Reporter's Notebook: Shabbat on the 'wrong side' of Budapest

Buda might be the smaller Jewish community of Hungary’s capital, but it was the right side to be for a warm welcoming Shabbat.

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September 22, 2019 23:29
4 minute read.
Reporter's Notebook: Shabbat on the 'wrong side' of Budapest

The Obuda Synagogue on the Buda side of Budapest. (photo credit: Wikimedia Commons)

BUDAPEST – “You’re on the wrong side,” several friends told me when I said I was staying on the Buda side of Budapest for Shabbat.

The city is split in two by the natural divide of the Danube River running between Buda and Pest. The majority of the city’s Jewish community is on the Pest side, even though Buda is slightly more ancient in years.

Despite this, the Jewish communities on both sides of the Danube are close and celebrate special occasions together at every opportunity.

“Come Together,” the famous song by the Beatles, kept coming to mind during my Shabbat in Buda, my first-ever in Hungary.

The Chabad Ofen-Obuda community is nothing short of incredible. The hospitality, warmth and fantastic atmosphere made my experience unforgettable.

Although the community is small, the phrase “less is more” applies here in every respect, as they enjoy Shabbat together as a big, happy family.

It was no surprise to me that I stuck out as the outsider, but men and women from both sides of the mechitza (partition) made a concerted effort to find out who I was and made me feel right at home.

The synagogue is magnificent. Although there are still areas being refurbished, the main area is complete. As I walked inside, I could not stop staring at the details and decor on the walls, ceiling and the Aron Kodesh – the holy ark that houses Torah scrolls.

I spent my Shabbat with a small group of journalist colleagues and we went to pray at the synagogue, which feels ancient, like we had entered a time warp into a place of old, like the synagogues our grandparents and great-grandparents used to describe.

There are synagogues in Safed that resemble the style and beauty of that in Obuda, but what the synagogue most resembled to me was a mix of the Ramah Synagogue and the Old Synagogue in Krakow, where I was privileged to visit in 2010.

The cantors’ prayers carried strongly and musically across the synagogue and sometimes brought tears to my eyes.

IT NEVER fails to amaze me how, despite the language barrier, no matter where I am – Johannesburg, Jerusalem or Budapest – we are able to connect over the familiar tunes of Kabbalat Shabbat – “Lecha Dodi” and the evening prayers, which are all the same. The central European Ashkenazi tunes are widely used throughout the world.

There was also something special about seeing the prayer books and Tanach with Hungarian translations, with the Hebrew facing it on the opposite page.

We headed upstairs to the area of the synagogue that was once the women’s section. Rabbi Shlomo Koves welcomed us warmly, and introduced us to some 40 people who regularly join for Shabbat dinner in three languages: English, Hungarian and some Hebrew. It was beautiful to see Jews from all walks of life and backgrounds coming together for the Shabbat evening meal.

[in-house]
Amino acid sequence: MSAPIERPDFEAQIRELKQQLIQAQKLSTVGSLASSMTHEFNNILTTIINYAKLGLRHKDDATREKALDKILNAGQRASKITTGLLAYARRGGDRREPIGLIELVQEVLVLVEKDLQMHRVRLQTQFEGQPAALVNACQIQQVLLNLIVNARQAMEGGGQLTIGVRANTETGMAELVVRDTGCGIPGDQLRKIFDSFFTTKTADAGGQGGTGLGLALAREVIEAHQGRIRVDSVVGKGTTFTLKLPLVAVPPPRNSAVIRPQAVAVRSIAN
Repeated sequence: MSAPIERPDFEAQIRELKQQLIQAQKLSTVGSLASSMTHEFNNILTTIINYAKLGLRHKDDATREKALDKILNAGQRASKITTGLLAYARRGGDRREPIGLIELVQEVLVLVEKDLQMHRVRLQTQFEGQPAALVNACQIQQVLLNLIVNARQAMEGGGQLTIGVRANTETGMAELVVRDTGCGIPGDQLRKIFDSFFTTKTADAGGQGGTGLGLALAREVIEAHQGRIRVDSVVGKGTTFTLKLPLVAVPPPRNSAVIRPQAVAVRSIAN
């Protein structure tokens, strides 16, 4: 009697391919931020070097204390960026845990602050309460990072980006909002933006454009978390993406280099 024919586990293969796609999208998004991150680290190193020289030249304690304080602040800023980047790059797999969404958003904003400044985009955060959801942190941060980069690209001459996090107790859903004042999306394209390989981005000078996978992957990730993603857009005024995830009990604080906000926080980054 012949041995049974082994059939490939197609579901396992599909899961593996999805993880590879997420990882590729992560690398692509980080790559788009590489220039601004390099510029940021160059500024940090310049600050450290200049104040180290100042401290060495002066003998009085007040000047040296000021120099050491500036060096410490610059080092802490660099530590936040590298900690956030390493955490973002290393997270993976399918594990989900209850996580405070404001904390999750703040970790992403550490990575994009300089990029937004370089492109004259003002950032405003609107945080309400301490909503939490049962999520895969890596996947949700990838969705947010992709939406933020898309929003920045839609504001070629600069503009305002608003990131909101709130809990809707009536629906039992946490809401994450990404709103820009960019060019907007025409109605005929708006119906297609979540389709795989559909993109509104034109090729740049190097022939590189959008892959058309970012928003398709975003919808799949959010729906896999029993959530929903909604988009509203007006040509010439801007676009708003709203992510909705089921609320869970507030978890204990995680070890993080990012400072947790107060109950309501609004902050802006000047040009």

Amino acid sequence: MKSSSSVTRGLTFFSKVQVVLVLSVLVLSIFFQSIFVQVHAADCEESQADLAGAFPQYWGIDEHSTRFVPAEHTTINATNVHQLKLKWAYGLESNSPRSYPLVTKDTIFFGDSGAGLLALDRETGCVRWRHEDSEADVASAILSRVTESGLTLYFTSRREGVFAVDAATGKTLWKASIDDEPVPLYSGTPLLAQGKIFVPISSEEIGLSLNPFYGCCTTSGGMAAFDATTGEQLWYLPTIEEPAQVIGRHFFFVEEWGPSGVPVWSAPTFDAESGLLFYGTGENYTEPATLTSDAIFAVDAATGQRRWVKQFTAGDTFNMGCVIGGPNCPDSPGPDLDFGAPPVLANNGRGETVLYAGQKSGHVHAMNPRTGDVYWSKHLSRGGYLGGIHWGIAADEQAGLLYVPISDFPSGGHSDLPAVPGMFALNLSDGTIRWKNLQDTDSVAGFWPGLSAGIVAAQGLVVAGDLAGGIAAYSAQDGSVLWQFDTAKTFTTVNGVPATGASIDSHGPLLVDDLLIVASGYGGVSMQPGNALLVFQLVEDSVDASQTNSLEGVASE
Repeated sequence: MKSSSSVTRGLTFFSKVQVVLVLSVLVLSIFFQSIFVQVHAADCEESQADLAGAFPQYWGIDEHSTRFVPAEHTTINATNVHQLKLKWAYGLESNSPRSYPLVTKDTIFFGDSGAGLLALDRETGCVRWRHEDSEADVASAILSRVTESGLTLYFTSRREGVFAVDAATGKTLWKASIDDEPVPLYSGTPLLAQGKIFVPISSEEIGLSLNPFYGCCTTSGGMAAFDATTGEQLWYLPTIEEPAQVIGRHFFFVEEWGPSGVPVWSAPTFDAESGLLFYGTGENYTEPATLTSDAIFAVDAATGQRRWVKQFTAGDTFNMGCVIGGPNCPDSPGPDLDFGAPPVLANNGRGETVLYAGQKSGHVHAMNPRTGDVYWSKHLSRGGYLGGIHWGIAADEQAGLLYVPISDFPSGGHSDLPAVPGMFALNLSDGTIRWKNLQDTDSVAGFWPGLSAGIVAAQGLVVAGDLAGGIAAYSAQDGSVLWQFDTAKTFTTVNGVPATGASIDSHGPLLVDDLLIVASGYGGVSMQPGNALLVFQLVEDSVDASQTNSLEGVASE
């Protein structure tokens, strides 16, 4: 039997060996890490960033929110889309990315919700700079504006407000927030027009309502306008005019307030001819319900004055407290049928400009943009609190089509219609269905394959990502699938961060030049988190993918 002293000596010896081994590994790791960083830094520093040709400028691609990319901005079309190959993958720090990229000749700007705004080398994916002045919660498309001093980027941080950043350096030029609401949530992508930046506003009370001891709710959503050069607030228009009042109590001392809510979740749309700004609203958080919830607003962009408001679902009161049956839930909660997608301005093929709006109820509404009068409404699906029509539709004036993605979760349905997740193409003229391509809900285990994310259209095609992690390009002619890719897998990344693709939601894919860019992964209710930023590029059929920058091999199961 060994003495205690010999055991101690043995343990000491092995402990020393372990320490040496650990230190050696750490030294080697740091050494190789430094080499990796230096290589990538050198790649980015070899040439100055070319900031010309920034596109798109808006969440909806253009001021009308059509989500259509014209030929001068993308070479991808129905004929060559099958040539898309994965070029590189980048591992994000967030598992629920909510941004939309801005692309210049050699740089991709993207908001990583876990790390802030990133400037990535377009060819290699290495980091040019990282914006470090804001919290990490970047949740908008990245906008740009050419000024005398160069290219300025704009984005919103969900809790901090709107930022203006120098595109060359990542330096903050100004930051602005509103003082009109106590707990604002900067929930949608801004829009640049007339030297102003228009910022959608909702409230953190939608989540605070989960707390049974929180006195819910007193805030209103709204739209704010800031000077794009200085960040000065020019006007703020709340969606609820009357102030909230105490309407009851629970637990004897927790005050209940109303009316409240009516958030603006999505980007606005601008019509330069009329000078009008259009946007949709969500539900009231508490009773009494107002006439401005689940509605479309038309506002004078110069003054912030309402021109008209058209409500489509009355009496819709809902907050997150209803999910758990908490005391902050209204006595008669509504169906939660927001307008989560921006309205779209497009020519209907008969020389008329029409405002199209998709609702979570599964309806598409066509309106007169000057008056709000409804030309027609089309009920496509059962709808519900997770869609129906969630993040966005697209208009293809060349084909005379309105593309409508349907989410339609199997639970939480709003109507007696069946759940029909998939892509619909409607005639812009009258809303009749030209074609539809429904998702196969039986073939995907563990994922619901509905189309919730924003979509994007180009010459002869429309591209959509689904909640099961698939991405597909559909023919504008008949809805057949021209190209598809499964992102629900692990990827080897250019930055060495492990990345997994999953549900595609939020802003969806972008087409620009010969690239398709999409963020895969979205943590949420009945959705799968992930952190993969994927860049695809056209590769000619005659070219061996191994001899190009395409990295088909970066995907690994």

Koves explained that the synagogue, built in the 1820s, functioned for some time after the Holocaust, despite the community dwindling on the Buda side. However during the Soviet occupation in the 1960s, the building was sold and turned into TV studios.

Koves pointed out where the studios once were, and that the main synagogue sanctuary was turned into the main studio, but “the outside structure remained the same as it is now.”

The synagogue was rededicated in 2010 – on Rosh Hashanah – and restored to its original use, following the Unified Hungarian Jewish Community (EMIH) being able to reclaim the building “as a result of unprecedented communal effort.”

KOVES WAS born and raised in Hungary, and is one of the most prominent rabbis in the country even though he was not born into a religious family. From early on, he said, he always wanted to rebuild the Hungarian Jewish community after it was shattered during the Holocaust. In 2003 he became the first rabbi to be ordained in Budapest after the Holocaust.

Asked about antisemitism in Hungary, Koves explained that unlike many countries in Europe, Hungary is one of the safest places to be Jewish freely.

He told me several interesting stories about Hungarians who have found out they were Jewish or had Jewish lineage, something that happens often.

Koves and his staff have a genuine love for their congregation, to the extent that whenever there is a birthday, a birthday cake and a little celebration – with “Happy Birthday” sung in Hungarian and English – is organized at the meal for the celebrated congregants. There were two such birthday parties there the week I was there.

On Saturday, one of the congregants took us journalists on a stunning Shabbat walk to Margaret Island. He described it as the Central Park of Budapest.
We chatted about Jewish life, politics, and life in general in Budapest; overall the people are happy.

“There are small concerns that [the situation] could change for the Jews, but it’s very unlikely that it will,” he said. “We are happy here.”

The gardens, views and scenery were spectacular and made for a picturesque walk on a bright and cool Shabbat afternoon.

After two hours we made it back to the hotel and took the words “Day of Rest” to heart for the rest of the afternoon.

One thing is for certain: I was definitely on the right side of Budapest for Shabbat.

The writer is a guest of the EMIH.


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